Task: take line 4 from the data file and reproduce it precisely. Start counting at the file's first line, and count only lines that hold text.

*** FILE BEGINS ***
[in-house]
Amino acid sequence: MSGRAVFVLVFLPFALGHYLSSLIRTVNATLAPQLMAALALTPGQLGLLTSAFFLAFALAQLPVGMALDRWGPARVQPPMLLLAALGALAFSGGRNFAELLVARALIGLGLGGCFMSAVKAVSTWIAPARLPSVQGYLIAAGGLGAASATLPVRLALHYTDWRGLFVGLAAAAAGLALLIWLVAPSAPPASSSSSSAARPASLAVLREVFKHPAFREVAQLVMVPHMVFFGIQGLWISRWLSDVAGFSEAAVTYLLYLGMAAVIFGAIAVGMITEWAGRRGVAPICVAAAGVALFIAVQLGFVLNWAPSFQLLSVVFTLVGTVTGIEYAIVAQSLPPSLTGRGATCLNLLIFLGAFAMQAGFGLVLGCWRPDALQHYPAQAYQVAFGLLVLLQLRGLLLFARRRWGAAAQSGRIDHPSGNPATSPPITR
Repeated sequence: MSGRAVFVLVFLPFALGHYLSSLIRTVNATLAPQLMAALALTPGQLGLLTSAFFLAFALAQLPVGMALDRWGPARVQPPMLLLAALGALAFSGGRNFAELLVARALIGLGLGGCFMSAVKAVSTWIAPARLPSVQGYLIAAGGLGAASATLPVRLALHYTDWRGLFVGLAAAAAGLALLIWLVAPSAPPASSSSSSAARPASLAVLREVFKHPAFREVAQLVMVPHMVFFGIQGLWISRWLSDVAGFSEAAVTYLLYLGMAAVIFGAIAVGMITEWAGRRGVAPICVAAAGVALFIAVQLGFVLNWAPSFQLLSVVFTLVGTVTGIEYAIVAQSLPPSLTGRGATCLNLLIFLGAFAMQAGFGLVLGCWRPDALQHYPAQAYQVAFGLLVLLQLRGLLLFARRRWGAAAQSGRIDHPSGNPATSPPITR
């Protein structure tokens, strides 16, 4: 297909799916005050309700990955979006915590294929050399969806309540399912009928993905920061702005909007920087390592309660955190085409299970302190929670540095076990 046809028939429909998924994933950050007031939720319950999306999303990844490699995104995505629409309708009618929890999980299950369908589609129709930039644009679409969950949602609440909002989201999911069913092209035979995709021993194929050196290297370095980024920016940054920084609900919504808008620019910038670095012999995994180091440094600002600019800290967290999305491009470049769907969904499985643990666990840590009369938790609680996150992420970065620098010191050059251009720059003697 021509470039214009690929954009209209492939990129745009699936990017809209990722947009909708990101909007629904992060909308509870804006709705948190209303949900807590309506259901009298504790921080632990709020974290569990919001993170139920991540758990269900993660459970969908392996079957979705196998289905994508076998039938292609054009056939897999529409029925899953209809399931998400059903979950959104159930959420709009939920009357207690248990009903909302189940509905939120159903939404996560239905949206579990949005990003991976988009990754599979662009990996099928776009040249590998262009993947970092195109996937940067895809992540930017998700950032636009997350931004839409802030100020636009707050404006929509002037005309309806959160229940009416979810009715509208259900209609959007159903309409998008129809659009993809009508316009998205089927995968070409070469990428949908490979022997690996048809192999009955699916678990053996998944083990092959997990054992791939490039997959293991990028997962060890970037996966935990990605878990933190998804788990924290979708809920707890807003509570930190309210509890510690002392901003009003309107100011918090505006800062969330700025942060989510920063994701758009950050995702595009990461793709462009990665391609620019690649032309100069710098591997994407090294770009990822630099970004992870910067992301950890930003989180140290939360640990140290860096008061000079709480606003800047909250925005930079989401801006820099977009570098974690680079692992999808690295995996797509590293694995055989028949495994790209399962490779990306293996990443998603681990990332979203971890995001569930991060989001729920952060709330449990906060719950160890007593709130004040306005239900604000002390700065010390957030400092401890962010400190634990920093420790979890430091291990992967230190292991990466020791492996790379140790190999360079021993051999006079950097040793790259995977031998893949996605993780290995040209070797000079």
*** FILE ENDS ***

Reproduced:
């Protein structure tokens, strides 16, 4: 297909799916005050309700990955979006915590294929050399969806309540399912009928993905920061702005909007920087390592309660955190085409299970302190929670540095076990 046809028939429909998924994933950050007031939720319950999306999303990844490699995104995505629409309708009618929890999980299950369908589609129709930039644009679409969950949602609440909002989201999911069913092209035979995709021993194929050196290297370095980024920016940054920084609900919504808008620019910038670095012999995994180091440094600002600019800290967290999305491009470049769907969904499985643990666990840590009369938790609680996150992420970065620098010191050059251009720059003697 021509470039214009690929954009209209492939990129745009699936990017809209990722947009909708990101909007629904992060909308509870804006709705948190209303949900807590309506259901009298504790921080632990709020974290569990919001993170139920991540758990269900993660459970969908392996079957979705196998289905994508076998039938292609054009056939897999529409029925899953209809399931998400059903979950959104159930959420709009939920009357207690248990009903909302189940509905939120159903939404996560239905949206579990949005990003991976988009990754599979662009990996099928776009040249590998262009993947970092195109996937940067895809992540930017998700950032636009997350931004839409802030100020636009707050404006929509002037005309309806959160229940009416979810009715509208259900209609959007159903309409998008129809659009993809009508316009998205089927995968070409070469990428949908490979022997690996048809192999009955699916678990053996998944083990092959997990054992791939490039997959293991990028997962060890970037996966935990990605878990933190998804788990924290979708809920707890807003509570930190309210509890510690002392901003009003309107100011918090505006800062969330700025942060989510920063994701758009950050995702595009990461793709462009990665391609620019690649032309100069710098591997994407090294770009990822630099970004992870910067992301950890930003989180140290939360640990140290860096008061000079709480606003800047909250925005930079989401801006820099977009570098974690680079692992999808690295995996797509590293694995055989028949495994790209399962490779990306293996990443998603681990990332979203971890995001569930991060989001729920952060709330449990906060719950160890007593709130004040306005239900604000002390700065010390957030400092401890962010400190634990920093420790979890430091291990992967230190292991990466020791492996790379140790190999360079021993051999006079950097040793790259995977031998893949996605993780290995040209070797000079």